Avoiding debt

Greg and I have done our best to avoid debt whenever possible. We don’t carry balances on our credit cards, and we pay off loans as quickly as we can. Admittedly, this is easier for us than a lot of people because we both had our college tuition paid by our parents. We still make a few sacrifices to reduce our bills. We cut out cable long ago, though that didn’t feel like much of a sacrifice, and I just got my new-to-me iPhone 5. The Internet connection is fast! But you already knew that two years ago.

We’ve always felt that eliminating debt gives us freedom. One of us can stay home or work part time, and we have wiggle room when it comes to seeking new jobs. We can choose the best fit rather than the highest paycheck.

I’ve spent a lot of time thinking about when I will return to an office job. I like freelancing when I have work. That’s the rub — when I have work. Sometimes I spend more time searching for work than doing actual paying work.

But there’s the problem of us living so far from the city. The jobs that I want are downtown, and the commute seems impossible to manage with young kids. (If you’re thinking of moving to Austin, be aware that we have major traffic problems.) I always thought that I could make it work when the kids got older. Realistically, though, when am I ever going to want to leave at 7 a.m. and get home at 6 p.m.? Even when Henry is in school, I’ll still want to be home in time to make dinner or run the kids to soccer practice.

I was talking to some family members last week, and they asked about my job prospects, and I said, “We’re going to have to move at some point.”

As soon as those words popped out, I knew that I had spoken the truth. I felt relief. Because all of the job concerns I have stem from our living so far from the city. At the moment, neither of us wants to move. We live in a great neighborhood for young children, and we’re friends with many of our neighbors. I don’t want to uproot Eleanor. And, getting back to the debt thing, I don’t want us to take on a bigger mortgage. We’ve worked hard to get to this point, and it seems crazy to voluntarily give that up.

As backward as it sounds, trying to live without debt has become a trap. When we bought this house, I didn’t have a job. And then for a long time, I had a job where I worked at night, so commuting downtown wasn’t an issue. Now, I literally can’t have an office job because of our location. I’ve been happy to have time with the kids and to take life at a slower pace while raising them, but I don’t plan to do this for the next 18 years.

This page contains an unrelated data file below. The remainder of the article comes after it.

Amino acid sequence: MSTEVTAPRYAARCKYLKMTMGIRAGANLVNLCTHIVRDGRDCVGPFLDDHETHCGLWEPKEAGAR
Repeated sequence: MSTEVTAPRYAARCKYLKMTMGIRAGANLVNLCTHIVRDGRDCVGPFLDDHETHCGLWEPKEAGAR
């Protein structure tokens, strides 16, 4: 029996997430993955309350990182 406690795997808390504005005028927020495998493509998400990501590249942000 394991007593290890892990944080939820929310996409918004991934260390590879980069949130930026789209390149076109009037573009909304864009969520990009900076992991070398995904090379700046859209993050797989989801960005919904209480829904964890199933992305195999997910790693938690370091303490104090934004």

We’re not doing anything drastic. You already knew that. Greg and I are the tortoises of decision-making. When I do return to work, I will definitely start my job before we start house-hunting. For now, I’ll keep holding out for that magical, interesting work-from-home job.

2 thoughts on “Avoiding debt

  1. I’ve never been to Austin, but I’ve always been told it’s the place I’d like most in Texas. Except that traffic you speak of……….

    We are also debt free and live quite similarly. We pay for our cars in full, always buy them slightly used, adopt that technology a bit later for the cost savings and shop frugally for the most part. We have nice things because we are strategic, budget well, and set parameters for our spending.

    Owning a house has been a major dig to my lean living philosophy. I hate the constant upkeep, chores galore and knowing it keeps me here. I love the idea of being able to uproot, but hate the idea of doing that to my children. I’ve always been a bit of a wanderer, but with common sense and loyalty to my decisions. My husband can leave his job whenever he wants for a higher paying position in a much better location/state/city, but he’s committed to this company and I’m committed to him. It’s hard though, because I would easily choose to downsize this monstrosity we’ve purchased to a much smaller home and live in a place more exciting than the suburbs.

    I’m a sensible dreamer with a strong financial sense. Hah. What a combination.

  2. Brandy, I have to ask (as an Illinois native): What do you mean that you could move someplace better?

    I am with you on the constant upkeep. In some ways, moving to a smaller (albeit more expensive) house would save us. Replacing floors, windows, etc. in our big suburban house costs a lot.

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